A projection of a Nissan Racing Helmet

Giant Nissan racing helmet projected onto London Landmark to mark Formula E finale

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The Nissan Formula E Team transformed a central London landmark into a giant moving racing helmet to celebrate the finale of the Formula E championship.

The motion video mapping projection at 110 The Queen’s Walk Building gave the illusion that the helmet is racing and comprised part of Nissan’s wider Feel Electric Festival in Covent Garden.

Nic Thomas, marketing director at Nissan Motor GB, said: “The Feel Electric Festival is designed to bring the excitement of Formula E to life ahead of this weekend’s races.

“The projection on the 110 The Queen’s Walk Building is a very high profile visual spectacle that combines art, technology and motorsport with the Nissan Formula E Team. We want it to captivate people and inspire them to find out more about this fantastic sport.”

The stunt was created by Dark Horses and Nissan Motor GB, in partnership with Grand Visual and Pixel Artworks with media bought by TBWA\London.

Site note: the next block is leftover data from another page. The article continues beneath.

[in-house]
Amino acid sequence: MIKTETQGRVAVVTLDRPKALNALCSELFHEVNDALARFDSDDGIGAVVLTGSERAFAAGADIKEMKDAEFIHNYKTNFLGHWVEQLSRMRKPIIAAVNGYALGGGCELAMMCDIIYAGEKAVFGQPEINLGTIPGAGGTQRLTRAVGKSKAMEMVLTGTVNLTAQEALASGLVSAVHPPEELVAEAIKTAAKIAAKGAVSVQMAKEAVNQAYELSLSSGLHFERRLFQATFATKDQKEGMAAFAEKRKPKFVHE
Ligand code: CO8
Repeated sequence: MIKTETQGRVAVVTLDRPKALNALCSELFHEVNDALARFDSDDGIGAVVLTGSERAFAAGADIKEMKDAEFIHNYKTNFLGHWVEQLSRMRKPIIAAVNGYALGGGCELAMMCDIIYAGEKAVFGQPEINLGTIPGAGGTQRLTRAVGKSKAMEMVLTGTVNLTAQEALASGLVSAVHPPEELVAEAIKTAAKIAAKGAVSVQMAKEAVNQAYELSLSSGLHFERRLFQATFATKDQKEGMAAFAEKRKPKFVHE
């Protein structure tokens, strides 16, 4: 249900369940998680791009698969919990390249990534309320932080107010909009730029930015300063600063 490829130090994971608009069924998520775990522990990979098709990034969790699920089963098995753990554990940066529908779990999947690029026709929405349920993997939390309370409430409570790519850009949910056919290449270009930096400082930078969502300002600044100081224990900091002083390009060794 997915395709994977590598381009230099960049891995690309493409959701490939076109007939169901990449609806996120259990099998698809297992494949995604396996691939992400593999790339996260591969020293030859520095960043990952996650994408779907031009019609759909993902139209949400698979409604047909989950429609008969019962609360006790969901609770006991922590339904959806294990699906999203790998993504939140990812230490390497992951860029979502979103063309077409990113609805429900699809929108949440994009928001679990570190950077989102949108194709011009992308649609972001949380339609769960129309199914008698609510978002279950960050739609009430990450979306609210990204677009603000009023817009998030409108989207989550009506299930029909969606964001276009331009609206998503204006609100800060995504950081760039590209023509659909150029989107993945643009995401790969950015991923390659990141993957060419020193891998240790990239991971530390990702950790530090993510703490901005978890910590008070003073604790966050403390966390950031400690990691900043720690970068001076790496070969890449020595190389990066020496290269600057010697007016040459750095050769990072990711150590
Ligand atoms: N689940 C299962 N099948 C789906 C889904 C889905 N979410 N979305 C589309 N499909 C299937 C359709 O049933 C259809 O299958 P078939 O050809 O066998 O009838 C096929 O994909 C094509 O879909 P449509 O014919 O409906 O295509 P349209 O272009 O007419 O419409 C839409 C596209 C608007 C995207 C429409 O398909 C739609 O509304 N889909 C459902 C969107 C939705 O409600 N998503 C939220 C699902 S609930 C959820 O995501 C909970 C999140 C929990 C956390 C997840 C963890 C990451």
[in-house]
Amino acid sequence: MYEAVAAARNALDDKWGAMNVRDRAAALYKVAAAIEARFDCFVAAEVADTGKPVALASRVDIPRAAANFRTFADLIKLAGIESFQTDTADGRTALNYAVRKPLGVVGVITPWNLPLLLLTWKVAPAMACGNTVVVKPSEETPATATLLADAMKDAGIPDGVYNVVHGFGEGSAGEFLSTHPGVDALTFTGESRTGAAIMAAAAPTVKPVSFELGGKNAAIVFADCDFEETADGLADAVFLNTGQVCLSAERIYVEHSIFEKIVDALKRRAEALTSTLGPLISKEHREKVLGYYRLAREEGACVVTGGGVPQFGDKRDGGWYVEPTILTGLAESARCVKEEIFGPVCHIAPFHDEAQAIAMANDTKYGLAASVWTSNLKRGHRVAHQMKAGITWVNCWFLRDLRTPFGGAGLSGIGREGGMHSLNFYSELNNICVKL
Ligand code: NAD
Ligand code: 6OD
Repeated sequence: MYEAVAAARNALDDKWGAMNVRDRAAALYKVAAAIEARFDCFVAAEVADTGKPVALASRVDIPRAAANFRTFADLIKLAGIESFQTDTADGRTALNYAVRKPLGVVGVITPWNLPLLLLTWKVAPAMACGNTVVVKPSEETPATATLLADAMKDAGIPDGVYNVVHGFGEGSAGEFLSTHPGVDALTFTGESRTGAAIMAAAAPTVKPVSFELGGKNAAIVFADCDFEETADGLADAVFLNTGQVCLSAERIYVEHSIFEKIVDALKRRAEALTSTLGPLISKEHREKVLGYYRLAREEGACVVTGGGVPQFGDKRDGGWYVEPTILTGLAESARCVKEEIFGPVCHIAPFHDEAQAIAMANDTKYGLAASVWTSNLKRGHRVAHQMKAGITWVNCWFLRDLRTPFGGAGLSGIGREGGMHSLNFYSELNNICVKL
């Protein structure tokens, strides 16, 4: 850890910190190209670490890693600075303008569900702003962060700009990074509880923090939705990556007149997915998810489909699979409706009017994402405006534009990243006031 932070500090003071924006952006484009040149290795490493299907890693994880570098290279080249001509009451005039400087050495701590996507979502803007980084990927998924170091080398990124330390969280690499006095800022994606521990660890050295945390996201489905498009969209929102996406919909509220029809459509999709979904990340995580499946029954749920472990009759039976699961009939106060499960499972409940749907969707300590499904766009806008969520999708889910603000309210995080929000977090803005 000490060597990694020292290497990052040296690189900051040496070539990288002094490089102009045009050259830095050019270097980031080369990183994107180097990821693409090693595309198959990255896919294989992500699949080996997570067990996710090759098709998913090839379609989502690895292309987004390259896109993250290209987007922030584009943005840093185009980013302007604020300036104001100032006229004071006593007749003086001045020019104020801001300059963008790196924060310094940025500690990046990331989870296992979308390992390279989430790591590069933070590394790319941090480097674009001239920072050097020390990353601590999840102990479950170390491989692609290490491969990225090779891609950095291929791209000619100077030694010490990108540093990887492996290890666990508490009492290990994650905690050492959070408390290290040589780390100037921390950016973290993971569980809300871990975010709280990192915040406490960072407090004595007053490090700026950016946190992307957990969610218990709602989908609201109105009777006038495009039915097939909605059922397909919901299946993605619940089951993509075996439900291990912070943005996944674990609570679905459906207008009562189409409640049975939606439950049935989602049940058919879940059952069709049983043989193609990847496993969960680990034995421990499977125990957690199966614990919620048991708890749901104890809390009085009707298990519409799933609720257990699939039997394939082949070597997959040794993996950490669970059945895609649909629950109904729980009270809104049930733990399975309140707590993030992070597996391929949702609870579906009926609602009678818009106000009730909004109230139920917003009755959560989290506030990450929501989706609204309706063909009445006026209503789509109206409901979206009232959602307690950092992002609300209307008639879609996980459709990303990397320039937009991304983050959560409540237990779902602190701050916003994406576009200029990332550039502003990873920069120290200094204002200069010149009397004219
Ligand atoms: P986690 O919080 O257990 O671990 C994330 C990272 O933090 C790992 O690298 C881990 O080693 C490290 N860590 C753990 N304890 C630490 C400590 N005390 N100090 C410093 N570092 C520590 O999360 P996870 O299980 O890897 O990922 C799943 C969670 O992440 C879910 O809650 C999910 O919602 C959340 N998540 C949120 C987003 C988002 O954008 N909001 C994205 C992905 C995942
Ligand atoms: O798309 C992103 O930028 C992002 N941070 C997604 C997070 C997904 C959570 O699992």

The 110 The Queen’s Walk Building, was chosen because of its resemblance to a racing helmet. Although there have been previous projections on the side of the building, this was the first time the front of the building has been projected on, incorporating its structure as part of the stunt.

The projection was the culmination of Nissan’s Feel Electric Festival, which was executed by Fusion 2K. A Cherry Blossom Garden has been set up around the Nissan Formula E lab where people were invited to put their driving skills to the test with racing simulators. People also had the opportunity to grab a photo with digital versions of both Nissan Formula-E racing drivers, Sacha Fenestraz and Norman Nato.

Dark Horses created some digital OOH and print work for the festival.

Steve Howell, chief creative officer at Dark Horses, said: “For the final race of the season, we wanted to create a stake in the ground moment that really showcased Nissan Formula E taking over the city. And there was no bigger stake we could find than transforming one of London’s most iconic buildings into a 150 feet tall Nissan race helmet.”